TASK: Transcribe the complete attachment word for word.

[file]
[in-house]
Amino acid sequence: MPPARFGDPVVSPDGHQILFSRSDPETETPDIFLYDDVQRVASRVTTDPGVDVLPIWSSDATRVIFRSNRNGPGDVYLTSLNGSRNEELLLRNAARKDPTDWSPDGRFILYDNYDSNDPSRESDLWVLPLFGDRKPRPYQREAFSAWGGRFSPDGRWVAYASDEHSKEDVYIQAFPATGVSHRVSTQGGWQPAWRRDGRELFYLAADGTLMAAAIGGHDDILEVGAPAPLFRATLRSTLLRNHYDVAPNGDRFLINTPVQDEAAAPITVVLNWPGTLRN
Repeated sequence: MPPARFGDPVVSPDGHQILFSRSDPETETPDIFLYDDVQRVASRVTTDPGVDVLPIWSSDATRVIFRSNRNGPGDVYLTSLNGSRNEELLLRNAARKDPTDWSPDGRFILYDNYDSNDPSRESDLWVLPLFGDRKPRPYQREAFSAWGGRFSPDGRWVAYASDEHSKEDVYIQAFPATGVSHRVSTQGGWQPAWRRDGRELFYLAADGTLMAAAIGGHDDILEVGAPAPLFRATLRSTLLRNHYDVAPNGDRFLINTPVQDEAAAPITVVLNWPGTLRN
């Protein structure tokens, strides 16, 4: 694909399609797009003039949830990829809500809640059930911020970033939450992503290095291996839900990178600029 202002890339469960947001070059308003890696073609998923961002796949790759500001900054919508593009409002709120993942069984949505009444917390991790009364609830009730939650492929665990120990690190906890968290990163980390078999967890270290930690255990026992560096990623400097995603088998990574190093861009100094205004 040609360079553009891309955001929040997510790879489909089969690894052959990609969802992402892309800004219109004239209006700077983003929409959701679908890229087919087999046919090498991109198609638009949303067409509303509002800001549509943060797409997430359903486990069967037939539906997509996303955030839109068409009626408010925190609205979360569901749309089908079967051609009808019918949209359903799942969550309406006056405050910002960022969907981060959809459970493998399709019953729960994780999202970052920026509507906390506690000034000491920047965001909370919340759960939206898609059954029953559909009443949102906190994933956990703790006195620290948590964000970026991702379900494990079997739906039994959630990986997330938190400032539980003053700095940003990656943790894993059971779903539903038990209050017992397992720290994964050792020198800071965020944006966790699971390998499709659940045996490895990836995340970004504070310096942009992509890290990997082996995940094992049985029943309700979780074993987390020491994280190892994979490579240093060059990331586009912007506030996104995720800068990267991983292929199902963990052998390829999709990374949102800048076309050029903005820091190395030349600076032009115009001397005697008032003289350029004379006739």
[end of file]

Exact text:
[in-house]
Amino acid sequence: MPPARFGDPVVSPDGHQILFSRSDPETETPDIFLYDDVQRVASRVTTDPGVDVLPIWSSDATRVIFRSNRNGPGDVYLTSLNGSRNEELLLRNAARKDPTDWSPDGRFILYDNYDSNDPSRESDLWVLPLFGDRKPRPYQREAFSAWGGRFSPDGRWVAYASDEHSKEDVYIQAFPATGVSHRVSTQGGWQPAWRRDGRELFYLAADGTLMAAAIGGHDDILEVGAPAPLFRATLRSTLLRNHYDVAPNGDRFLINTPVQDEAAAPITVVLNWPGTLRN
Repeated sequence: MPPARFGDPVVSPDGHQILFSRSDPETETPDIFLYDDVQRVASRVTTDPGVDVLPIWSSDATRVIFRSNRNGPGDVYLTSLNGSRNEELLLRNAARKDPTDWSPDGRFILYDNYDSNDPSRESDLWVLPLFGDRKPRPYQREAFSAWGGRFSPDGRWVAYASDEHSKEDVYIQAFPATGVSHRVSTQGGWQPAWRRDGRELFYLAADGTLMAAAIGGHDDILEVGAPAPLFRATLRSTLLRNHYDVAPNGDRFLINTPVQDEAAAPITVVLNWPGTLRN
């Protein structure tokens, strides 16, 4: 694909399609797009003039949830990829809500809640059930911020970033939450992503290095291996839900990178600029 202002890339469960947001070059308003890696073609998923961002796949790759500001900054919508593009409002709120993942069984949505009444917390991790009364609830009730939650492929665990120990690190906890968290990163980390078999967890270290930690255990026992560096990623400097995603088998990574190093861009100094205004 040609360079553009891309955001929040997510790879489909089969690894052959990609969802992402892309800004219109004239209006700077983003929409959701679908890229087919087999046919090498991109198609638009949303067409509303509002800001549509943060797409997430359903486990069967037939539906997509996303955030839109068409009626408010925190609205979360569901749309089908079967051609009808019918949209359903799942969550309406006056405050910002960022969907981060959809459970493998399709019953729960994780999202970052920026509507906390506690000034000491920047965001909370919340759960939206898609059954029953559909009443949102906190994933956990703790006195620290948590964000970026991702379900494990079997739906039994959630990986997330938190400032539980003053700095940003990656943790894993059971779903539903038990209050017992397992720290994964050792020198800071965020944006966790699971390998499709659940045996490895990836995340970004504070310096942009992509890290990997082996995940094992049985029943309700979780074993987390020491994280190892994979490579240093060059990331586009912007506030996104995720800068990267991983292929199902963990052998390829999709990374949102800048076309050029903005820091190395030349600076032009115009001397005697008032003289350029004379006739």